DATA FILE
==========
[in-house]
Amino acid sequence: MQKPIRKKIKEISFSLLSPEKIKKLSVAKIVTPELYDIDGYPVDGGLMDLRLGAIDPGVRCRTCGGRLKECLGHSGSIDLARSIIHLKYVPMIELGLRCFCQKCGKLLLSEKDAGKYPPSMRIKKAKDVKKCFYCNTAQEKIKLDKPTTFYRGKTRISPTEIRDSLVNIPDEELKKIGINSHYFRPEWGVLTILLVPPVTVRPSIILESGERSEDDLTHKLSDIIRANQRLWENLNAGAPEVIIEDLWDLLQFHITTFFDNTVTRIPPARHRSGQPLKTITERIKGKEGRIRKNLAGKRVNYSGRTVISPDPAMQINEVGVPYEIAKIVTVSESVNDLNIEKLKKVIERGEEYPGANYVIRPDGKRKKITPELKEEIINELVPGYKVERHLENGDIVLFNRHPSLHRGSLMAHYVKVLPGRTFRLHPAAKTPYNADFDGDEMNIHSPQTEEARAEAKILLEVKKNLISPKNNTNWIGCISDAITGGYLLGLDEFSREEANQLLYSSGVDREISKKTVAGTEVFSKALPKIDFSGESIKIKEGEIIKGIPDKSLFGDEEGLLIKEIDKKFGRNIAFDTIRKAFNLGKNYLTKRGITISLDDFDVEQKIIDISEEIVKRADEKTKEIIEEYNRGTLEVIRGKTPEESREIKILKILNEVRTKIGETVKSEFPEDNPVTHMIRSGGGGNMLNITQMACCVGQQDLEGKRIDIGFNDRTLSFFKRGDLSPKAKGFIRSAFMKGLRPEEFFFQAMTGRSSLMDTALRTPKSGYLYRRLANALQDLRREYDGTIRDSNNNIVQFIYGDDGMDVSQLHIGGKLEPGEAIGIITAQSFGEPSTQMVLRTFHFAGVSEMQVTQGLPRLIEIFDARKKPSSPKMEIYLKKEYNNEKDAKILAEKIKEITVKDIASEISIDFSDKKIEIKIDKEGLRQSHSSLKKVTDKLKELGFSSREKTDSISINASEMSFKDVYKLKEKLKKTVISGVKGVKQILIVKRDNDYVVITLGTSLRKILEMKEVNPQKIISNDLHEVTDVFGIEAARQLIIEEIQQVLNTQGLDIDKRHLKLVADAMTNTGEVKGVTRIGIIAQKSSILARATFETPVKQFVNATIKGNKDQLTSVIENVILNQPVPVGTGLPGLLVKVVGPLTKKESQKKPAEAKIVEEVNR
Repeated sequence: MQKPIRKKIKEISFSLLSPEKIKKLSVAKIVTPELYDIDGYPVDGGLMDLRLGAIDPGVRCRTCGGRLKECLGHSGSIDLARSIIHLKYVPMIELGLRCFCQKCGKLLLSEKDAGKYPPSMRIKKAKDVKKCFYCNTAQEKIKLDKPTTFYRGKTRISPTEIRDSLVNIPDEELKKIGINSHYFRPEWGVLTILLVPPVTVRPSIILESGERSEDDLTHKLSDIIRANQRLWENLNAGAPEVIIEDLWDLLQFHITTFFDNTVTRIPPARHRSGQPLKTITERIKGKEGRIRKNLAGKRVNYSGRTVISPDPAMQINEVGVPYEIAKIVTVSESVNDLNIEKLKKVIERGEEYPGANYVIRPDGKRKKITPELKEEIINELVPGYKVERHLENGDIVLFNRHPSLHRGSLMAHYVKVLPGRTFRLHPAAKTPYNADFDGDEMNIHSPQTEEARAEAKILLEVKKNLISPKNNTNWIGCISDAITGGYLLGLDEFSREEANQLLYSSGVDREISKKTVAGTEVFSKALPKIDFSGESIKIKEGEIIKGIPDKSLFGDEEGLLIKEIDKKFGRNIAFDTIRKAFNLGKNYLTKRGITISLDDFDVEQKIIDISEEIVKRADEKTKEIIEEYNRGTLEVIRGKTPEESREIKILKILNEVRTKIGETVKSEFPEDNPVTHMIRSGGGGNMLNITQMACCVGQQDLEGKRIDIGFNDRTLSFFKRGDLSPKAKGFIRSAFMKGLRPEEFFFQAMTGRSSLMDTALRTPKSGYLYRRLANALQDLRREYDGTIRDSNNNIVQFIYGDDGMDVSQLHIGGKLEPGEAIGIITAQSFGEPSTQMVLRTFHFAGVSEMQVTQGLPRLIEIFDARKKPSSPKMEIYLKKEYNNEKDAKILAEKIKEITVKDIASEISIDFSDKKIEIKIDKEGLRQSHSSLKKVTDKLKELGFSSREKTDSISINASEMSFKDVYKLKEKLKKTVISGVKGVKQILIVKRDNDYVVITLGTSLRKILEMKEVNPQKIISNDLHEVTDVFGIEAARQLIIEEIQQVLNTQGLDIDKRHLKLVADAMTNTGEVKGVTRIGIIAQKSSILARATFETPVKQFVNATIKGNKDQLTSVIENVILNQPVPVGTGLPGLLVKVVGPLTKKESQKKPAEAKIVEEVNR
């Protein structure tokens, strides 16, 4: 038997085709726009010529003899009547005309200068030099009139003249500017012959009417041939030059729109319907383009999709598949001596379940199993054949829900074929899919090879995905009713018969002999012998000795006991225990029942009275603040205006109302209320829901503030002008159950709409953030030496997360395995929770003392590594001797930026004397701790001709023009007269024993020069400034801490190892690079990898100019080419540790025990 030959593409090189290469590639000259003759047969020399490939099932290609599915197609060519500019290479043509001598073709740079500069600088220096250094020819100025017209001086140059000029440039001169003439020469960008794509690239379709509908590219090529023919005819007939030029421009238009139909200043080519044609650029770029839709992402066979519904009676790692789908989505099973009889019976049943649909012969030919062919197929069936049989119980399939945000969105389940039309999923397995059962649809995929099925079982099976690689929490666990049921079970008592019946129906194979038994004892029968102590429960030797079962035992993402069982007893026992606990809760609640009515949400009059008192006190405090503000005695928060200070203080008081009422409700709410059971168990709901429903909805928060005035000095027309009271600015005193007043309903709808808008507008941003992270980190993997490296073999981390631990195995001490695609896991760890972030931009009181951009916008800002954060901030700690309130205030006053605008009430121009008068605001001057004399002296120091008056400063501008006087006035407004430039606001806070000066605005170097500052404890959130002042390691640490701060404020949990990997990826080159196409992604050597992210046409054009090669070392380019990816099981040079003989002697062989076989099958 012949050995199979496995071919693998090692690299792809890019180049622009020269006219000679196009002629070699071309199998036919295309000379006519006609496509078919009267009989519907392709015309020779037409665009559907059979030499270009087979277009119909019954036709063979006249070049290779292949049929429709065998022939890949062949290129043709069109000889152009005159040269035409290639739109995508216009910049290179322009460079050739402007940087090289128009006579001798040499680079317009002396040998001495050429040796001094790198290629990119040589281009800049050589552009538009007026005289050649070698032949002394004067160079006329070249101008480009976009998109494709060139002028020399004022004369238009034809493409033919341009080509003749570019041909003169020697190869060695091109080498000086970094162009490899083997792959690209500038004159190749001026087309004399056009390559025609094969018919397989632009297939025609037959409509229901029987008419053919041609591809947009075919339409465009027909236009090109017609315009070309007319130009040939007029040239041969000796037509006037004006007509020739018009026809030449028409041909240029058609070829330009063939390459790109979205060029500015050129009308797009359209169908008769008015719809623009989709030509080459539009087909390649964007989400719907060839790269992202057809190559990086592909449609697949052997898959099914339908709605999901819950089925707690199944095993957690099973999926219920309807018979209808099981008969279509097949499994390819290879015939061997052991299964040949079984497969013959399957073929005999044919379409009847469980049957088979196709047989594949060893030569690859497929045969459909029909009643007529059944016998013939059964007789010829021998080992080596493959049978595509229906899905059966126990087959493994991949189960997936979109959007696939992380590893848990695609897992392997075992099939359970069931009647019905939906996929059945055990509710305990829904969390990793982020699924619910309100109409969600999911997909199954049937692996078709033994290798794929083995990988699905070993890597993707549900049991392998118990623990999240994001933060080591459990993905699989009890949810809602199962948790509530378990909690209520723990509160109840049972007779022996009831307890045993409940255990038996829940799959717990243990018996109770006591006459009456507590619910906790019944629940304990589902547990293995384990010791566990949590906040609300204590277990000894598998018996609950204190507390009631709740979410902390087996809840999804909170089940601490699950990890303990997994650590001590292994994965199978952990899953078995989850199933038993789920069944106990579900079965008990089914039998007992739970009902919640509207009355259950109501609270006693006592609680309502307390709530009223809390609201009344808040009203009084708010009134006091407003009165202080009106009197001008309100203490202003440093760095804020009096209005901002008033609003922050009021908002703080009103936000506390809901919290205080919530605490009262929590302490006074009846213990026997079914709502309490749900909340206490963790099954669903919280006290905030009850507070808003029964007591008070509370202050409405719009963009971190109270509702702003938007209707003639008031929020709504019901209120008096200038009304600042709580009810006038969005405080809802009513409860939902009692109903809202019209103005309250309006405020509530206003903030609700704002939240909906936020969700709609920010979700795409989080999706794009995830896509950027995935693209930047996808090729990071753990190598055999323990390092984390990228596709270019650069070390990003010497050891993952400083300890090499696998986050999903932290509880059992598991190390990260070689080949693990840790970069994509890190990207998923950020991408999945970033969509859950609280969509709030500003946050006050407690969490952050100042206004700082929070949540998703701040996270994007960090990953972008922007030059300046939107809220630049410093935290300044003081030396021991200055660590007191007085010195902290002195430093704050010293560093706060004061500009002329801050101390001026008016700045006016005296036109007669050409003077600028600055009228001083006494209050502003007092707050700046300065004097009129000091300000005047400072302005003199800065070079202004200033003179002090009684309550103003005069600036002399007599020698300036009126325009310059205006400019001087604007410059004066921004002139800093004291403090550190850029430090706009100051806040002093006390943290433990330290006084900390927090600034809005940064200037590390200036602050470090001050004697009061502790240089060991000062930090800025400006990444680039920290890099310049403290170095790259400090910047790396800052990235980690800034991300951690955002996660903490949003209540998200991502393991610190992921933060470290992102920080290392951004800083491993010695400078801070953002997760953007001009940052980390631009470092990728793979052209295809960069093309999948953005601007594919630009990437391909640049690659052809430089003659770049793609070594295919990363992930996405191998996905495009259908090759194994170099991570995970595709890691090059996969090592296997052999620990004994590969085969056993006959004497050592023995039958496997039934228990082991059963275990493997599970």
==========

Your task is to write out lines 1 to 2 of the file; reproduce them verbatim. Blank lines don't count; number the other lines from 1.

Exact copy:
[in-house]
Amino acid sequence: MQKPIRKKIKEISFSLLSPEKIKKLSVAKIVTPELYDIDGYPVDGGLMDLRLGAIDPGVRCRTCGGRLKECLGHSGSIDLARSIIHLKYVPMIELGLRCFCQKCGKLLLSEKDAGKYPPSMRIKKAKDVKKCFYCNTAQEKIKLDKPTTFYRGKTRISPTEIRDSLVNIPDEELKKIGINSHYFRPEWGVLTILLVPPVTVRPSIILESGERSEDDLTHKLSDIIRANQRLWENLNAGAPEVIIEDLWDLLQFHITTFFDNTVTRIPPARHRSGQPLKTITERIKGKEGRIRKNLAGKRVNYSGRTVISPDPAMQINEVGVPYEIAKIVTVSESVNDLNIEKLKKVIERGEEYPGANYVIRPDGKRKKITPELKEEIINELVPGYKVERHLENGDIVLFNRHPSLHRGSLMAHYVKVLPGRTFRLHPAAKTPYNADFDGDEMNIHSPQTEEARAEAKILLEVKKNLISPKNNTNWIGCISDAITGGYLLGLDEFSREEANQLLYSSGVDREISKKTVAGTEVFSKALPKIDFSGESIKIKEGEIIKGIPDKSLFGDEEGLLIKEIDKKFGRNIAFDTIRKAFNLGKNYLTKRGITISLDDFDVEQKIIDISEEIVKRADEKTKEIIEEYNRGTLEVIRGKTPEESREIKILKILNEVRTKIGETVKSEFPEDNPVTHMIRSGGGGNMLNITQMACCVGQQDLEGKRIDIGFNDRTLSFFKRGDLSPKAKGFIRSAFMKGLRPEEFFFQAMTGRSSLMDTALRTPKSGYLYRRLANALQDLRREYDGTIRDSNNNIVQFIYGDDGMDVSQLHIGGKLEPGEAIGIITAQSFGEPSTQMVLRTFHFAGVSEMQVTQGLPRLIEIFDARKKPSSPKMEIYLKKEYNNEKDAKILAEKIKEITVKDIASEISIDFSDKKIEIKIDKEGLRQSHSSLKKVTDKLKELGFSSREKTDSISINASEMSFKDVYKLKEKLKKTVISGVKGVKQILIVKRDNDYVVITLGTSLRKILEMKEVNPQKIISNDLHEVTDVFGIEAARQLIIEEIQQVLNTQGLDIDKRHLKLVADAMTNTGEVKGVTRIGIIAQKSSILARATFETPVKQFVNATIKGNKDQLTSVIENVILNQPVPVGTGLPGLLVKVVGPLTKKESQKKPAEAKIVEEVNR